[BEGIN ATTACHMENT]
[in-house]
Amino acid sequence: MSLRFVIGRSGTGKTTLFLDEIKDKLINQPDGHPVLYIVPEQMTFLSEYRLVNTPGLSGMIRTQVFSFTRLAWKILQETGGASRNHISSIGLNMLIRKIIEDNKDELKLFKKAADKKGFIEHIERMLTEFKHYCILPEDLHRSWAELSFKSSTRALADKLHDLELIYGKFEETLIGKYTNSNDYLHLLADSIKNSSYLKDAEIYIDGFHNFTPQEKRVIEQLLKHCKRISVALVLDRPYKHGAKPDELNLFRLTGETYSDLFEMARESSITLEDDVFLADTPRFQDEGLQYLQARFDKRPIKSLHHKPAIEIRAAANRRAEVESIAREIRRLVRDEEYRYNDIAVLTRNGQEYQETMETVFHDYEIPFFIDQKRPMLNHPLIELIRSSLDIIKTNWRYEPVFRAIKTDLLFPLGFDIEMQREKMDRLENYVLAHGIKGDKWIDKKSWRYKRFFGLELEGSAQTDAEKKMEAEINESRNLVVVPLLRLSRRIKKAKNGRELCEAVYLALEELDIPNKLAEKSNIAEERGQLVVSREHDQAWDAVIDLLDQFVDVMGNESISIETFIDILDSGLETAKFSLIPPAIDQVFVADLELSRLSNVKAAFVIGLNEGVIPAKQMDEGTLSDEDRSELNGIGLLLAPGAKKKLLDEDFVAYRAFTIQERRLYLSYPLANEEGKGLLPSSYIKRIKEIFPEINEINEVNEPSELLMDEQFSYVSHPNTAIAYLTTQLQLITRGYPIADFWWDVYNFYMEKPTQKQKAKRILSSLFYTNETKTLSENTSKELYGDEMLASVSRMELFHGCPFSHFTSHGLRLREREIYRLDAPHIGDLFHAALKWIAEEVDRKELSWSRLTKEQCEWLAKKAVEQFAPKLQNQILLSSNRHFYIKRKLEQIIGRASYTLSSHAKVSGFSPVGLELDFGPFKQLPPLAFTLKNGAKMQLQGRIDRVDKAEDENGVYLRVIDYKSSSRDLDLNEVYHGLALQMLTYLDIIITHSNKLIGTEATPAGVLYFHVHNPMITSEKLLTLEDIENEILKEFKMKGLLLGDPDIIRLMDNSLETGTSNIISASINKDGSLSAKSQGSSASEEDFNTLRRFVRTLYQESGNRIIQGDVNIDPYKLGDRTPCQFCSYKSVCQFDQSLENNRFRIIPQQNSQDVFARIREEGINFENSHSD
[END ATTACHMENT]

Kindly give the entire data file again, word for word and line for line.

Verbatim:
[in-house]
Amino acid sequence: MSLRFVIGRSGTGKTTLFLDEIKDKLINQPDGHPVLYIVPEQMTFLSEYRLVNTPGLSGMIRTQVFSFTRLAWKILQETGGASRNHISSIGLNMLIRKIIEDNKDELKLFKKAADKKGFIEHIERMLTEFKHYCILPEDLHRSWAELSFKSSTRALADKLHDLELIYGKFEETLIGKYTNSNDYLHLLADSIKNSSYLKDAEIYIDGFHNFTPQEKRVIEQLLKHCKRISVALVLDRPYKHGAKPDELNLFRLTGETYSDLFEMARESSITLEDDVFLADTPRFQDEGLQYLQARFDKRPIKSLHHKPAIEIRAAANRRAEVESIAREIRRLVRDEEYRYNDIAVLTRNGQEYQETMETVFHDYEIPFFIDQKRPMLNHPLIELIRSSLDIIKTNWRYEPVFRAIKTDLLFPLGFDIEMQREKMDRLENYVLAHGIKGDKWIDKKSWRYKRFFGLELEGSAQTDAEKKMEAEINESRNLVVVPLLRLSRRIKKAKNGRELCEAVYLALEELDIPNKLAEKSNIAEERGQLVVSREHDQAWDAVIDLLDQFVDVMGNESISIETFIDILDSGLETAKFSLIPPAIDQVFVADLELSRLSNVKAAFVIGLNEGVIPAKQMDEGTLSDEDRSELNGIGLLLAPGAKKKLLDEDFVAYRAFTIQERRLYLSYPLANEEGKGLLPSSYIKRIKEIFPEINEINEVNEPSELLMDEQFSYVSHPNTAIAYLTTQLQLITRGYPIADFWWDVYNFYMEKPTQKQKAKRILSSLFYTNETKTLSENTSKELYGDEMLASVSRMELFHGCPFSHFTSHGLRLREREIYRLDAPHIGDLFHAALKWIAEEVDRKELSWSRLTKEQCEWLAKKAVEQFAPKLQNQILLSSNRHFYIKRKLEQIIGRASYTLSSHAKVSGFSPVGLELDFGPFKQLPPLAFTLKNGAKMQLQGRIDRVDKAEDENGVYLRVIDYKSSSRDLDLNEVYHGLALQMLTYLDIIITHSNKLIGTEATPAGVLYFHVHNPMITSEKLLTLEDIENEILKEFKMKGLLLGDPDIIRLMDNSLETGTSNIISASINKDGSLSAKSQGSSASEEDFNTLRRFVRTLYQESGNRIIQGDVNIDPYKLGDRTPCQFCSYKSVCQFDQSLENNRFRIIPQQNSQDVFARIREEGINFENSHSD